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It’s hard to believe that Family Dollar was the focus of a bidding war a decade ago. Now the winner of that war may be ready to concede defeat.

Family Dollar owner Dollar Tree announced this morning that it “has initiated a formal review of strategic alternatives” of the troubled chain, which could include a potential sale of the business.

The move comes about six months after the company announced plans to take a good, hard look at the Family Dollar business. “We have initiated a comprehensive review of our Family Dollar portfolio to address underperforming stores that are not aligned with our transformative vision for the company,” Dollar Tree CEO Rick Dreiling said at the time.

That review ultimately led to the decision to close nearly 1,000 Family Dollar stores across the country – 600 to start, followed by about 370 more over the next several years.

When deciding which stores to close, “we took a thoughtful and deliberate approach to address underperforming stores by considering each individual store’s performance (and) local operating environment,” Dreiling explained.

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And now, the company could end up unloading the rest of Family Dollar’s more than 7,000 stores. Back in 2014, Dollar Tree and its dollar-store rival Dollar General battled for control of Family Dollar, with both making attempts to purchase their mutual rival until Dollar Tree won. Then-Dollar General CEO – none other than Rick Dreiling – called the sale to his rival “a loss not only for Family Dollar shareholders, but also for consumers across the country who will not have the opportunity to benefit from the cost savings and efficiencies that we believe would have been created by a merger between Dollar General and Family Dollar.”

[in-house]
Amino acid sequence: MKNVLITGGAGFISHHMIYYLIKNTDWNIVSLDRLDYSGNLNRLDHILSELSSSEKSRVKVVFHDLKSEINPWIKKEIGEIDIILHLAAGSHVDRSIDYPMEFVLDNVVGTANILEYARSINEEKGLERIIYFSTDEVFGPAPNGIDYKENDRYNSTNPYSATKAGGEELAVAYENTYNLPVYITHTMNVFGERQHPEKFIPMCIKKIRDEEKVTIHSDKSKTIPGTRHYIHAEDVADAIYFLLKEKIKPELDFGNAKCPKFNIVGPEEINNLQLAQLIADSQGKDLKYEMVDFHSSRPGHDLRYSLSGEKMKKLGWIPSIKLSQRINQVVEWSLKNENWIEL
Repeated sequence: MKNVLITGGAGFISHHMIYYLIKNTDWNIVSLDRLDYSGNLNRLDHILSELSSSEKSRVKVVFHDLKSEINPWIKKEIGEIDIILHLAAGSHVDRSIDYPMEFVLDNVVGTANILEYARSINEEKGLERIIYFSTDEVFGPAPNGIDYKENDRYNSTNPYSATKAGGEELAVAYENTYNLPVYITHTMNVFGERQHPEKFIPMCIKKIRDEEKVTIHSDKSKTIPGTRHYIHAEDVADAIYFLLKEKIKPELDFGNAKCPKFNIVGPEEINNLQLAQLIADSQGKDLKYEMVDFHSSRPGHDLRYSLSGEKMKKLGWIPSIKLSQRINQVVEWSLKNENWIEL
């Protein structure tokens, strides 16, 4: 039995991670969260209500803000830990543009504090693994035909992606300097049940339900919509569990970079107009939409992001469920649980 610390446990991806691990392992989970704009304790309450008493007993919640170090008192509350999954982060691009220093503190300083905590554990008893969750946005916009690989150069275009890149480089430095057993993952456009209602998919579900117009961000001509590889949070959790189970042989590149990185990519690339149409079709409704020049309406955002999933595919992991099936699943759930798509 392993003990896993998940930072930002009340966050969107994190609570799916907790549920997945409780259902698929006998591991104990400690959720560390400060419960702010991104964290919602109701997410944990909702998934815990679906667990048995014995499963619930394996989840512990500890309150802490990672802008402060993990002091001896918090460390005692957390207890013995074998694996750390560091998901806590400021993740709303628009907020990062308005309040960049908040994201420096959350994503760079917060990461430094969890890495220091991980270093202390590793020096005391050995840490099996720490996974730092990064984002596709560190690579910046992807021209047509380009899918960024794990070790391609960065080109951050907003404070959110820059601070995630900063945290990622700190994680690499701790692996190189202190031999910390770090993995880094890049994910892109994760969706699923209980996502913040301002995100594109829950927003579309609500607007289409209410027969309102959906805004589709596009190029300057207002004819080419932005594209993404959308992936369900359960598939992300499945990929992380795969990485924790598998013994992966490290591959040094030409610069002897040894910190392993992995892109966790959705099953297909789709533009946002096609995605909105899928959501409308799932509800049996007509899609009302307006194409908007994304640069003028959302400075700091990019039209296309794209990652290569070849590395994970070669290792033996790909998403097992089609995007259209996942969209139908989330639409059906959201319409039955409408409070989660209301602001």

And now Dreiling finds himself the CEO of Dollar Tree, overseeing the management of the troubled Family Dollar chain, which has been a drag on Dollar Tree’s performance ever since. And it’s all happening as Dollar Tree itself has been expanding, opening new stores and recently announcing the purchase of 170 stores from the bankrupt 99 Cents Only.

“Dollar Tree has been on a multi-year journey to help the company fully achieve its potential,” Dreiling said in a statement this morning. “The unique needs of each banner at this time – transformation at Family Dollar and growth acceleration at Dollar Tree – lead us to the decision to conduct a thorough review of strategic alternatives for the Family Dollar business.”

There’s no word yet on any potential buyers, or whether the chain will be sold at all – other options include spinning off Family Dollar or otherwise granting it “the exclusive attention of a dedicated team.”

While Dollar General and Dollar Tree continue expanding, it’s been a tough decade for the third wheel of dollar store chains. What happens in the weeks and months to come could determine just what kind of future is in store for Family Dollar.

Image source: Family Dollar

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